“So this is the first step and we have to study further to find concrete associations between these bacteria and human diseases, and then you can start learning how to get diagnosis, prognosis and then treatment,” Wang said.
Wang and colleagues in China are working on a similar 120-sample study in Chinese hospitals.
“There are four groups: obese diabetics, obese non-diabetics, lean diabetics and lean non-diabetics. And we found some interesting bugs related to each type of diabetes,” Wang said.
December 7, 2009
By E. Huff
A new commentary published in the November, 2009 issue of Otolaryngology – Head and Neck Survery warns doctors to be cautious when prescribing proton pump inhibitors (PPIs), drugs commonly recommended for reflux diseases such as gastroesophageal reflux (GERD) and laryngopharyngeal reflux (LPR). Research is revealing that acid is not the only contributor to reflux diseases and that PPIs are not always an effective treatment.
PPIs come with a slew of negative side effects that include inhibited calcium absorption that can lead to hip fractures, alteration of the gastric pH levels that can negatively affect vitamin B12 and iron assimilation, and increased propensity to develop certain types of diarrhea and pneumonia. For these reasons, researchers are urging doctors to carefully monitor patients prescribed these drugs.
In the past 20 years, there has been a four-fold increase in the number of people in Western countries seeking medical help for their reflux symptoms. As a result, there has been a corresponding increase in the volume of PPIs being administered despite the fact that they may often be causing more harm than good.
The study authors are encouraging doctors to weigh the pros and cons and carefully consider whether PPIs are necessary before prescribing them so freely. They implore doctors to consider venturing towards a more holistic approach in which dietary modifications and lifestyle changes are prescribed rather than drugs.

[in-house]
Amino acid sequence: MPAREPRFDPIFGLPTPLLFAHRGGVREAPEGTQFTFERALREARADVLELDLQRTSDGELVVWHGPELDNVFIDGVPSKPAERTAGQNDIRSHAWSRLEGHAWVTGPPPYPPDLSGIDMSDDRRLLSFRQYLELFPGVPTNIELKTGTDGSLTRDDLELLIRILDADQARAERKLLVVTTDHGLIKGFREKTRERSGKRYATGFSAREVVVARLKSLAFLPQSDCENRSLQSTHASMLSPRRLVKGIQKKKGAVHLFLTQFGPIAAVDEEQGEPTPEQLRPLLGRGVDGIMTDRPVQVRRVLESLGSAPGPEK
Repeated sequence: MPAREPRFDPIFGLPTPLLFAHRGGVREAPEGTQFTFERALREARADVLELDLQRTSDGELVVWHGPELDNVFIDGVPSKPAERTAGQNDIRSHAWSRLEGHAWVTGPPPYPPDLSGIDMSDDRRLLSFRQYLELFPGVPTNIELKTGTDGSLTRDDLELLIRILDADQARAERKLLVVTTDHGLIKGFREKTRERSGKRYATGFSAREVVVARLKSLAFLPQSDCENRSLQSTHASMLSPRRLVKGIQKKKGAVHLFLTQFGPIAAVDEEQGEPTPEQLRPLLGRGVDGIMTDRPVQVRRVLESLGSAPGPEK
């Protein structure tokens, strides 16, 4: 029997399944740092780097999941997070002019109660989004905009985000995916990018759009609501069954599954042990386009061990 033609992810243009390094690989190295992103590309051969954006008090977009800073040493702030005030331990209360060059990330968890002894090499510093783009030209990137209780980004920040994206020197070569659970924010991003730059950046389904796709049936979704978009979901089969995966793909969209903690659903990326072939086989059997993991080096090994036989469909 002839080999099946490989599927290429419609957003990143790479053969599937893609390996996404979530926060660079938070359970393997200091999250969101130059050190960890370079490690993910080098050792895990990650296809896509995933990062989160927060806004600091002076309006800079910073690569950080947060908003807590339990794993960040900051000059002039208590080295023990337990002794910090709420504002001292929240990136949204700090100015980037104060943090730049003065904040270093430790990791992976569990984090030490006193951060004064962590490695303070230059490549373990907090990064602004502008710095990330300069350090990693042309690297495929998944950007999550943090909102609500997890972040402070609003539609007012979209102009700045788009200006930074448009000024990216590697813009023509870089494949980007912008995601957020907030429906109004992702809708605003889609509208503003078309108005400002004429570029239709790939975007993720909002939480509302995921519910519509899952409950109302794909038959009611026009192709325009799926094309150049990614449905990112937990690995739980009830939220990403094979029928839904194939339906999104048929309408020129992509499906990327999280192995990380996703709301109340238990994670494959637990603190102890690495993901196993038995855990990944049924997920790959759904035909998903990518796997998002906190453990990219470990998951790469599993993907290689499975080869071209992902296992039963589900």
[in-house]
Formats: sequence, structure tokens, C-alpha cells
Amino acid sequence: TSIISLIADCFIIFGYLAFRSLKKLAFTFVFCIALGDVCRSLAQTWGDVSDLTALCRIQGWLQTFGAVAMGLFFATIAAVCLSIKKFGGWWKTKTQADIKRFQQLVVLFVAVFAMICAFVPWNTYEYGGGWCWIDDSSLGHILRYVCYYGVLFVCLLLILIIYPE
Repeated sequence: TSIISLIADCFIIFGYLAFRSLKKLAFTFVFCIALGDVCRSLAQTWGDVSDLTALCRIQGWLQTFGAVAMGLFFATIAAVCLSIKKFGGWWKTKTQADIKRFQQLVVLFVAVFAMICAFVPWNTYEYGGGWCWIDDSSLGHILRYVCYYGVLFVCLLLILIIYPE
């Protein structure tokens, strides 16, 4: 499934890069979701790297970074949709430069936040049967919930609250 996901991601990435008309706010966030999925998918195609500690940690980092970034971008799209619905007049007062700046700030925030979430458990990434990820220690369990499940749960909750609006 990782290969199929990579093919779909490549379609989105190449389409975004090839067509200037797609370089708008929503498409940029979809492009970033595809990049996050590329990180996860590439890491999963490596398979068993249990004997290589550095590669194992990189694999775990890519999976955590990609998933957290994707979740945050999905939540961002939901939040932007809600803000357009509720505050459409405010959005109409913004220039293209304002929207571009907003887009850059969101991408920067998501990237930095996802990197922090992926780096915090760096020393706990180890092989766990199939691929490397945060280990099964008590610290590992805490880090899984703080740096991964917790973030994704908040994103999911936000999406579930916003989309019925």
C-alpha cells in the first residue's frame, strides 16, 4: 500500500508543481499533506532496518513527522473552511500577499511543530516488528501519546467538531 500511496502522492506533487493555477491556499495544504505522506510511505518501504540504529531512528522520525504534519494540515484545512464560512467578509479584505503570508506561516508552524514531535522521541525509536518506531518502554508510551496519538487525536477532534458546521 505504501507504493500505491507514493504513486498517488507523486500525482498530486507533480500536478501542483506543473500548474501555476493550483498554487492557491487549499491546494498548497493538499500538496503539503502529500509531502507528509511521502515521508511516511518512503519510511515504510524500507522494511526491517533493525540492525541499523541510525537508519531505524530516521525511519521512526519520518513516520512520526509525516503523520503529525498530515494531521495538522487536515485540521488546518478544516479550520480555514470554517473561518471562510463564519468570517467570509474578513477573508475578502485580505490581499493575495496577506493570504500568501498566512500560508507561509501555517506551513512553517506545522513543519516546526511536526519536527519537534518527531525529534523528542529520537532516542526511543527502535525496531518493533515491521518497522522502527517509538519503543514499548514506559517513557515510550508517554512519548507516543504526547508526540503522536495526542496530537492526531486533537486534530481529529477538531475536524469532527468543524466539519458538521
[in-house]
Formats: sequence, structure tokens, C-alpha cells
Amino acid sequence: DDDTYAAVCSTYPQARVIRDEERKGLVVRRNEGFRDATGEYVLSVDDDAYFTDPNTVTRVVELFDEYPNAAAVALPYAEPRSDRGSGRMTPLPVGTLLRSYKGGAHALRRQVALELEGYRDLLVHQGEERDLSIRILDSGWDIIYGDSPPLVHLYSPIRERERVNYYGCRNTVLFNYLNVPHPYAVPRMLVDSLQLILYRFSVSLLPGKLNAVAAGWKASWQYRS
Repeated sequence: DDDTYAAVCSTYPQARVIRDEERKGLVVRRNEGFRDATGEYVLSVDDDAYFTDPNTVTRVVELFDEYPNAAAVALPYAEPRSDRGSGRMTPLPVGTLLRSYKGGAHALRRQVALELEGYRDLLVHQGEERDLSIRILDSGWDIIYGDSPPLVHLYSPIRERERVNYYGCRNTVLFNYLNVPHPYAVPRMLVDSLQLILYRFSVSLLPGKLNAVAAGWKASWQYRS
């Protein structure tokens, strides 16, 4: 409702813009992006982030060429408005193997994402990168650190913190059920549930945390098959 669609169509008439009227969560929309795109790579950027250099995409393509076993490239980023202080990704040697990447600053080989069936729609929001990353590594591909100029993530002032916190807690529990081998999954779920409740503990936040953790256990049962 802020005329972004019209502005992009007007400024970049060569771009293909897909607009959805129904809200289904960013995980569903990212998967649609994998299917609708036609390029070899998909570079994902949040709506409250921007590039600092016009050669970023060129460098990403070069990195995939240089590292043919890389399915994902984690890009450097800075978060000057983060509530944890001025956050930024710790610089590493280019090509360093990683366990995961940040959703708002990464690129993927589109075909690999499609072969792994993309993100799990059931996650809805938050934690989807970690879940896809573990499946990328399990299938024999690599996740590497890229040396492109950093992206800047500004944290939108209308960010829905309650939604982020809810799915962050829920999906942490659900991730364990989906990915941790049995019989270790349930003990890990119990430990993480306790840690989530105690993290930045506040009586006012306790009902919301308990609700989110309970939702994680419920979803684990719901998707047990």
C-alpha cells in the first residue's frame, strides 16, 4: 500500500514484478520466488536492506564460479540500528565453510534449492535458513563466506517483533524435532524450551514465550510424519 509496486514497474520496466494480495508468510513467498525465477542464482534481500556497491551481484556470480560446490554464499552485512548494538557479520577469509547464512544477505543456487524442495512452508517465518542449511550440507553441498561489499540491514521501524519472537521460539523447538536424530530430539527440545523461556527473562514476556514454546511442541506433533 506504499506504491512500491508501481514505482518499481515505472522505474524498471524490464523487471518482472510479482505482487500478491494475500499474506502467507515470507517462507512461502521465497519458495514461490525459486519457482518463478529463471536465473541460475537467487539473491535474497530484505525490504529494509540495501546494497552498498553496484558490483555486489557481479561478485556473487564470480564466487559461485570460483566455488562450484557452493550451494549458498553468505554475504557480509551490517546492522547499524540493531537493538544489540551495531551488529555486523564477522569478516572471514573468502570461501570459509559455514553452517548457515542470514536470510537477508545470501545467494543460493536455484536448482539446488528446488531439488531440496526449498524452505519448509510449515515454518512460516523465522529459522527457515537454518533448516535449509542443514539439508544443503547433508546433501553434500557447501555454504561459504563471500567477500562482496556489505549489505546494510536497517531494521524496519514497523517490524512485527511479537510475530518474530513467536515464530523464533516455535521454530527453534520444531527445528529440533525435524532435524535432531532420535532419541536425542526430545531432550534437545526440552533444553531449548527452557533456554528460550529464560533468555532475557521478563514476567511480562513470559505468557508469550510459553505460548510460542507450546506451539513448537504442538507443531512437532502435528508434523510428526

Mainstream medicine claims ignorance about the causes of acid reflux but it is increasingly clear that the over-processed, nutrient-deficient Western diet is to blame for the rapid increase in acid reflux problems among the population. For this reason, it is wise advice to consider a dietary reformation in response to acid reflux symptoms.
Regular intake of probiotic-forming foods like kefir, fermented fruits and vegetables, raw milk, yogurt, kombucha, and probiotic supplements will help tremendously in balancing the digestive system and eliminating the problems of over-acidity. Reducing carbohydrate intake while increasing intake of other foods like fruits and vegetables, nuts, and grass-fed meats may help to eliminate the symptoms of acid reflux as well.
Many people have had great success treating acid reflux symptoms with apple cider vinegar. Highly inexpensive and incredibly alkaline-forming, apple cider vinegar is an excellent addition to one’s daily health regimen. Keeping digestive enzyme supplements on hand for use as needed is another great option; they work great in a pinch and will not damage the body like PPIs do.
Click here for the full report